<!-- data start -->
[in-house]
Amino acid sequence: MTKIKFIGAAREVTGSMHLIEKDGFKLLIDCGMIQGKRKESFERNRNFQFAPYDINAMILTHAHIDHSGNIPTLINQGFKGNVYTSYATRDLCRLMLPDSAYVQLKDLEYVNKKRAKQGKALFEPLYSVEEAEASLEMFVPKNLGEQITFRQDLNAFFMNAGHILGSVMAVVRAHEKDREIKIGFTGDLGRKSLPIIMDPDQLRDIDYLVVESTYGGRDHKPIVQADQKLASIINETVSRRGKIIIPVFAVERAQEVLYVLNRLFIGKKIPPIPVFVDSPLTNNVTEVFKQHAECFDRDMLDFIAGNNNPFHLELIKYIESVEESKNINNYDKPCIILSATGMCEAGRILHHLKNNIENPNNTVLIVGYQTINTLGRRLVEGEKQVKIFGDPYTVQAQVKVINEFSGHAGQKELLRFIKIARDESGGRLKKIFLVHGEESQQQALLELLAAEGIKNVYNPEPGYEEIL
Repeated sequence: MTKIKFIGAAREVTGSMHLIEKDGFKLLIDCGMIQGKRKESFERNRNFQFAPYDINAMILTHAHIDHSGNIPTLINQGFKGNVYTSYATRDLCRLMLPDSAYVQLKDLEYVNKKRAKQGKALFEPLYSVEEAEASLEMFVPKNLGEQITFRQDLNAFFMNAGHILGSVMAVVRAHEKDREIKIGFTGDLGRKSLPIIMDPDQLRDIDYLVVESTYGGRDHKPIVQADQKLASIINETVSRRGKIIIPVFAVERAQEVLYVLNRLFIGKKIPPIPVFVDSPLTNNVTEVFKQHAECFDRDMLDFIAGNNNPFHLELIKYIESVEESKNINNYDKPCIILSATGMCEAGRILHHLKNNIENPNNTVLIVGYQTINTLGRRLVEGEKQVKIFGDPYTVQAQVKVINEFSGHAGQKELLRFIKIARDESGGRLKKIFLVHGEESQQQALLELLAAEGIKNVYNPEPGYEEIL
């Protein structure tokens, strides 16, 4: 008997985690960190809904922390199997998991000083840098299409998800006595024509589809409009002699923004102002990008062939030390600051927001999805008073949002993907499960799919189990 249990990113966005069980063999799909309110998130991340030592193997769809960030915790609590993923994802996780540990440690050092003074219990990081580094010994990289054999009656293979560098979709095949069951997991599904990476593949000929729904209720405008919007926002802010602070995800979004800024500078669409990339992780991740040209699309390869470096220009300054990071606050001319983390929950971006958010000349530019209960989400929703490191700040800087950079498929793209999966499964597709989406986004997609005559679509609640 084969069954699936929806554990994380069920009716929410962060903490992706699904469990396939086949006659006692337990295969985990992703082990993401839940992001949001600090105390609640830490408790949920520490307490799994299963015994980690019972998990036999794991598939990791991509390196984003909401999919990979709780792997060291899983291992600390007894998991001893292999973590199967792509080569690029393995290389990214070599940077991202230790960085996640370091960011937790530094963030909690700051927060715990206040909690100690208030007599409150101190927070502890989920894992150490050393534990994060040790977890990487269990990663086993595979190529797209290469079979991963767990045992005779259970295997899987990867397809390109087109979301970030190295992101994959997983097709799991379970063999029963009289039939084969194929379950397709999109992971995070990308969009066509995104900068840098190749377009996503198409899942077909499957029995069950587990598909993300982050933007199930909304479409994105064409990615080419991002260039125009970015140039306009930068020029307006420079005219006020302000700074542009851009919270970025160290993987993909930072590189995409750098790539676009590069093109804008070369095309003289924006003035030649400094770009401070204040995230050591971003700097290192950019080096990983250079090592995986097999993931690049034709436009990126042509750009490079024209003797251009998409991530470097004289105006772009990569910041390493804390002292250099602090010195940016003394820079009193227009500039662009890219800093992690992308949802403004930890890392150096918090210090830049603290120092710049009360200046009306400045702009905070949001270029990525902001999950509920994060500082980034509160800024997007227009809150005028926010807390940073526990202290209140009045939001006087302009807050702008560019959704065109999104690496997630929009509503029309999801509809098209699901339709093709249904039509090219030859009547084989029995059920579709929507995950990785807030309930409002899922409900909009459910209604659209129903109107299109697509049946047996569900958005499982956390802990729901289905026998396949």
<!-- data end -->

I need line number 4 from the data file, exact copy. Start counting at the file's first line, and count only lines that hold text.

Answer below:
């Protein structure tokens, strides 16, 4: 008997985690960190809904922390199997998991000083840098299409998800006595024509589809409009002699923004102002990008062939030390600051927001999805008073949002993907499960799919189990 249990990113966005069980063999799909309110998130991340030592193997769809960030915790609590993923994802996780540990440690050092003074219990990081580094010994990289054999009656293979560098979709095949069951997991599904990476593949000929729904209720405008919007926002802010602070995800979004800024500078669409990339992780991740040209699309390869470096220009300054990071606050001319983390929950971006958010000349530019209960989400929703490191700040800087950079498929793209999966499964597709989406986004997609005559679509609640 084969069954699936929806554990994380069920009716929410962060903490992706699904469990396939086949006659006692337990295969985990992703082990993401839940992001949001600090105390609640830490408790949920520490307490799994299963015994980690019972998990036999794991598939990791991509390196984003909401999919990979709780792997060291899983291992600390007894998991001893292999973590199967792509080569690029393995290389990214070599940077991202230790960085996640370091960011937790530094963030909690700051927060715990206040909690100690208030007599409150101190927070502890989920894992150490050393534990994060040790977890990487269990990663086993595979190529797209290469079979991963767990045992005779259970295997899987990867397809390109087109979301970030190295992101994959997983097709799991379970063999029963009289039939084969194929379950397709999109992971995070990308969009066509995104900068840098190749377009996503198409899942077909499957029995069950587990598909993300982050933007199930909304479409994105064409990615080419991002260039125009970015140039306009930068020029307006420079005219006020302000700074542009851009919270970025160290993987993909930072590189995409750098790539676009590069093109804008070369095309003289924006003035030649400094770009401070204040995230050591971003700097290192950019080096990983250079090592995986097999993931690049034709436009990126042509750009490079024209003797251009998409991530470097004289105006772009990569910041390493804390002292250099602090010195940016003394820079009193227009500039662009890219800093992690992308949802403004930890890392150096918090210090830049603290120092710049009360200046009306400045702009905070949001270029990525902001999950509920994060500082980034509160800024997007227009809150005028926010807390940073526990202290209140009045939001006087302009807050702008560019959704065109999104690496997630929009509503029309999801509809098209699901339709093709249904039509090219030859009547084989029995059920579709929507995950990785807030309930409002899922409900909009459910209604659209129903109107299109697509049946047996569900958005499982956390802990729901289905026998396949």